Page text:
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Hello Stupid, My Old Friend

Now that the Olympics are over, let us return to our regularly scheduled awards for stupidity and/or obtuseness in the public sphere. Unlike Olympic champions, you won’t see these honorees standing tall and proud while their national anthem is played.

In the leadoff spot we have the Remind Me, Whose House Is This Again? Award, which goes to State Rep. Alice Emmons, for publicly pondering whether reporters should be barred from the Statehouse.

Emmons, chair of the House Corrections & Institutions Committee, is the longest-serving state lawmaker, and has a prickly attitude toward the media. I once saw her berate a reporter in front of a couple dozen people, because the reporter dared to record a committee hearing on his phone. Technically, people are supposed to check with the chair before recording, but that rule is never, ever enforced. Except when Emmons gets a bee in her bonnet. So reading this passage in VTDigger wasn’t much of a surprise:

Rep. Alice Emmons, D-Springfield, told the Joint Legislative Management Committee that while “we want to make sure the press is available to our work,” she is unsure “how that happens on their end.” She said that while it’s possible the press will be allowed to cover the Legislature in person in 2022, “they could also do it by Zoom.”

Yes, they could. But c’mon, if you’re reopening the Statehouse, you’ve got to let the reporters in. It’s a little thing called “freedom of the press.”

After the jump: A doomed attack line, a twisting of history, and the flimsiest felony,

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Through a Monitor, Darkly

More happy tidings concerning the much-ballyhooed “culture change” in the Vermont Department of Corrections in a VTDigger story about how state prisons are being reopened to visitors. The answer is slowly and incompletely, with strings attached. Unlike, say, the Scott administration’s policy toward the reopening of Vermont otherwise, which is to immediately remove all restraints.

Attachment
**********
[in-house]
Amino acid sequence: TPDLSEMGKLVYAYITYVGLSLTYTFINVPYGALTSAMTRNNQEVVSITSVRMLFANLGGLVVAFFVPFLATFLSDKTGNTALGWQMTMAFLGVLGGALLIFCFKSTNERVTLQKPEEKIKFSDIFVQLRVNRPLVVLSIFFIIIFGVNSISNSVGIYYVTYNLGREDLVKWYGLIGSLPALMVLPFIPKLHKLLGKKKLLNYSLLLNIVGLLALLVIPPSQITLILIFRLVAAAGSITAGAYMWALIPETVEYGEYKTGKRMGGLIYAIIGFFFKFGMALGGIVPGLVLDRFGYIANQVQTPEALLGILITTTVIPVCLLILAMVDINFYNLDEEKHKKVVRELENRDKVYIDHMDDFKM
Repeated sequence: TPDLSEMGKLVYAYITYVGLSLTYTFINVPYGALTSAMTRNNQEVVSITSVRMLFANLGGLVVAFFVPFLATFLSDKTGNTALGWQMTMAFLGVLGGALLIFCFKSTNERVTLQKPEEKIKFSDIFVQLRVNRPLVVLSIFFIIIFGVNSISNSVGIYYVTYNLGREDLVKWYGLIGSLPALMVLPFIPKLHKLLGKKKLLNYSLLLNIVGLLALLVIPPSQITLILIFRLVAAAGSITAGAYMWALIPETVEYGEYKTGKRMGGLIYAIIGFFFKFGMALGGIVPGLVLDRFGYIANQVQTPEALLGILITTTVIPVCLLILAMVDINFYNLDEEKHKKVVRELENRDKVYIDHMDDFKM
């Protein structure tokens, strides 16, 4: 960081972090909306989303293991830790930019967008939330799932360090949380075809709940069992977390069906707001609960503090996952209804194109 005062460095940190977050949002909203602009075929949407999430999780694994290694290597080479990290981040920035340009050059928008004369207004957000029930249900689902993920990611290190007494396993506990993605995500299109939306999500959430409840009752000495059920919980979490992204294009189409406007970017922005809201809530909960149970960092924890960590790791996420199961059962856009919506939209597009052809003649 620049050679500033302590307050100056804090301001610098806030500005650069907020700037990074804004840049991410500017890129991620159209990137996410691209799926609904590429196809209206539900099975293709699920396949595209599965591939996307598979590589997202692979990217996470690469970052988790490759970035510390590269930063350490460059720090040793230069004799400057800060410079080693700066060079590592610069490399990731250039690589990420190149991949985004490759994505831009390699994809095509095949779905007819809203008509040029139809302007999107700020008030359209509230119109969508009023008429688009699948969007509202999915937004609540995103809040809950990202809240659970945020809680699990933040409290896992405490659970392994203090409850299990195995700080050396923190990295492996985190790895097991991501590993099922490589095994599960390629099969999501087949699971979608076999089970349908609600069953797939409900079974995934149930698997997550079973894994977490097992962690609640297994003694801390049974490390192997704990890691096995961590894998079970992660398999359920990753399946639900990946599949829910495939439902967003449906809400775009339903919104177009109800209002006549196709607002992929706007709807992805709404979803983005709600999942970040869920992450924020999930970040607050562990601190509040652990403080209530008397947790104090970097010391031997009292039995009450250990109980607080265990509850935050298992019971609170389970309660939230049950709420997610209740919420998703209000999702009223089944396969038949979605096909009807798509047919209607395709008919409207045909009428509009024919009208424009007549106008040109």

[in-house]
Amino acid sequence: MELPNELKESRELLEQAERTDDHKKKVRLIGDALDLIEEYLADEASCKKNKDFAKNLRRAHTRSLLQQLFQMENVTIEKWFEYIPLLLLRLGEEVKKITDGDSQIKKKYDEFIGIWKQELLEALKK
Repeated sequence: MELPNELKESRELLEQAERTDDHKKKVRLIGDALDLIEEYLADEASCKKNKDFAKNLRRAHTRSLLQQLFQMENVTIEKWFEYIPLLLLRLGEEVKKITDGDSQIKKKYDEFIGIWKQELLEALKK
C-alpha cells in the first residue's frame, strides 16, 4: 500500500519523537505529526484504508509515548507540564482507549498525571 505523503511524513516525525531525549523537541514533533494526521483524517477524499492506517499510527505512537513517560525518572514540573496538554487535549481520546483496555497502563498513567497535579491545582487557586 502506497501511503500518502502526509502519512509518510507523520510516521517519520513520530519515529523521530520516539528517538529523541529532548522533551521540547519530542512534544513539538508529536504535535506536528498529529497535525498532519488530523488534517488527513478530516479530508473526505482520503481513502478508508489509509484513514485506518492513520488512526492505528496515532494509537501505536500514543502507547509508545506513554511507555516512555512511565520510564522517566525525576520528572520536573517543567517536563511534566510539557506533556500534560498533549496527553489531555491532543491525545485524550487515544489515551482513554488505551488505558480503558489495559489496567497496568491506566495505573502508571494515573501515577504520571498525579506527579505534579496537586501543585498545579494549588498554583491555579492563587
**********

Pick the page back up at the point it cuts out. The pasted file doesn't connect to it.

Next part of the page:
The story also contains other tidbits that underscore the administration’s broader attitude toward inmates: that they don’t really deserve to be treated with dignity. There’s an undercurrent of “Inmates did something wrong and must be punished.” You see this over and over again in administration policy.

The DOC refused to prioritize inmates for vaccination, despite multiple outbreaks of Covid-19 inside our prisons. (Human Services Secretary made an absolute hash out of trying to explain that policy.) It put Covid-positive inmates into solitary confinement, which meant cruelly restrictive conditions normally reserved for the worst miscreants.

Now, the DOC is taking a go-slow approach to allowing visitors. “We want to make sure everybody is safe when we do this,” said Al Cormier, DOC director of operations. Gee, too bad that wasn’t the policy when inmates were made to wait their turn for vaccination even though they were demonstrably at high risk, and they could have been easily served because they’re all gathered in a handful of locations.

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The Veepies, Again: Too Fast, Too Furious

For those just joining us, The Veepies are my occasional awards for stupidity in the public sphere. We’re still setting a brisk pace in that regard. So, here we go…